5. B.J. Raji, Packers DT: Reportedly turned down an $8 million per year offer from the Packers last season, which might have been a sign that he preferred to play in a system that gave defensive linemen more freedom. After a disappointing season, his value has gone down, and as of last week, he was close to signing a one-year deal to return.
7. Willie Young, Lions DL: Former seventh-round pick received his first extensive playing time in 2013, becoming a full-time starter after Jason Jones was injured for the season in Week 3. Young turned into one of the more disruptive players up front, making 47 tackles, recovering two fumbles and recording three sacks.
8. James Jones, Packers WR: Ranked second on the Packers last season in receptions (59) and yards (817), the latter of which was a career high despite missing nearly three full games because of a knee injury. Three years ago, coming off the NFL lockout, Jones did not draw strong interest on the free-agent market and re-signed with the Packers for three years and $9.6 million.
9. Jared Allen, Vikings DE: After three All-Pro selections in six years, Allen’s time in Minnesota is likely over. He could come back as a situational pass-rusher on a reduced salary, but after making $14 million last season, Allen might head elsewhere for a bigger role and bigger paycheck.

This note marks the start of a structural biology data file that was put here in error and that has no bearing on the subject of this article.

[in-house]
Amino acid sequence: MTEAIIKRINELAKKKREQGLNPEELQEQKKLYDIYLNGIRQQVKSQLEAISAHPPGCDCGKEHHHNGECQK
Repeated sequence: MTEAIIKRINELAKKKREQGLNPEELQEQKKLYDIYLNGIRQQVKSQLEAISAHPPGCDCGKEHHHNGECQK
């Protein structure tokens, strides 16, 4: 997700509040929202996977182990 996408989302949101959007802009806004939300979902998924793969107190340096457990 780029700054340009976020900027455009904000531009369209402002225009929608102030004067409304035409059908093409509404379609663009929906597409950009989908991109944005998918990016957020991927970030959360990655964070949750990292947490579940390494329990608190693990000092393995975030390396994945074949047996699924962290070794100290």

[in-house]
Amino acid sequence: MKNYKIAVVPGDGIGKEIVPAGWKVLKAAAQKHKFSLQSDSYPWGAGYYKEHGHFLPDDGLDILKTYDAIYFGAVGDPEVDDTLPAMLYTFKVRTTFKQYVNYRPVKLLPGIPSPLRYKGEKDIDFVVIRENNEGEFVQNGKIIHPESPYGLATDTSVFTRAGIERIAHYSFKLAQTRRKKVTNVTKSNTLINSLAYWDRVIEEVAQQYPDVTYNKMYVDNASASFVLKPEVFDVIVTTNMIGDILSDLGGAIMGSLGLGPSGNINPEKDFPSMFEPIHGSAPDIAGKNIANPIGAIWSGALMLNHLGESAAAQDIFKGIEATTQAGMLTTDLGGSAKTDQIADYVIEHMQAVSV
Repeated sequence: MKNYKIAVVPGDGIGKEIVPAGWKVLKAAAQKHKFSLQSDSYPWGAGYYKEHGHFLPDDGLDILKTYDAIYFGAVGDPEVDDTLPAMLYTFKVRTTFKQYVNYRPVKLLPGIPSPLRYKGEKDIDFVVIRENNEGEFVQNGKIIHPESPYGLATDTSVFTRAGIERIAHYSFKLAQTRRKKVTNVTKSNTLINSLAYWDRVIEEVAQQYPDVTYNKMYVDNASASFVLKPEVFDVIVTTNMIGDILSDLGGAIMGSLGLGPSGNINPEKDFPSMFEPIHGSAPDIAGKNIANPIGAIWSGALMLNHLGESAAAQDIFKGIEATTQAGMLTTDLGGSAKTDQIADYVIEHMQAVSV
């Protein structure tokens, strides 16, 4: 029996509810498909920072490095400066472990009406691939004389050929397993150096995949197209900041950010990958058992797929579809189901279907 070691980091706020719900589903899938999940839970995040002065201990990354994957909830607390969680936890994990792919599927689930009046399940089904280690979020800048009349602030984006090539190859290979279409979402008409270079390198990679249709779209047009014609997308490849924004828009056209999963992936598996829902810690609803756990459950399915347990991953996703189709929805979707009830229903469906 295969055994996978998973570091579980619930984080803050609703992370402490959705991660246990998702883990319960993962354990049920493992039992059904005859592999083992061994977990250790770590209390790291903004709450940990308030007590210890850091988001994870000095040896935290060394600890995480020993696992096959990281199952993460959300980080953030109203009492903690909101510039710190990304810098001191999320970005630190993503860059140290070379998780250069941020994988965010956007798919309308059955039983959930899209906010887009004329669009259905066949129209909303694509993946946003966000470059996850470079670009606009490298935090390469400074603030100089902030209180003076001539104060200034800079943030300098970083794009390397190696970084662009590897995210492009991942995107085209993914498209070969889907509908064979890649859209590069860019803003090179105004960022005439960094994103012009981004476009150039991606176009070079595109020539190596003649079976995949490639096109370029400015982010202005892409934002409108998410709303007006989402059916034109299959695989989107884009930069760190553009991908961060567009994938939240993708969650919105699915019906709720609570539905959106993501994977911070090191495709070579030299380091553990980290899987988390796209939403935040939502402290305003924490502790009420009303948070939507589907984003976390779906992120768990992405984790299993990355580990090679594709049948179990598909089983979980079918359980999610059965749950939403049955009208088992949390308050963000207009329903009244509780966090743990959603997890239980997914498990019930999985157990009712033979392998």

11. Henry Melton, Bears DL: Melton's representatives fully expect him to test the market in free agency because the Bears haven’t shown a ton of interest. Coming off a torn ACL, Melton probably won't command top dollar in the first wave of free agency.
12. Devin Hester, Bears KR: Became strictly a return specialist for the Bears last season and is still one of the league's best at his position. Probably expects a payday similar to what he's gotten in the past.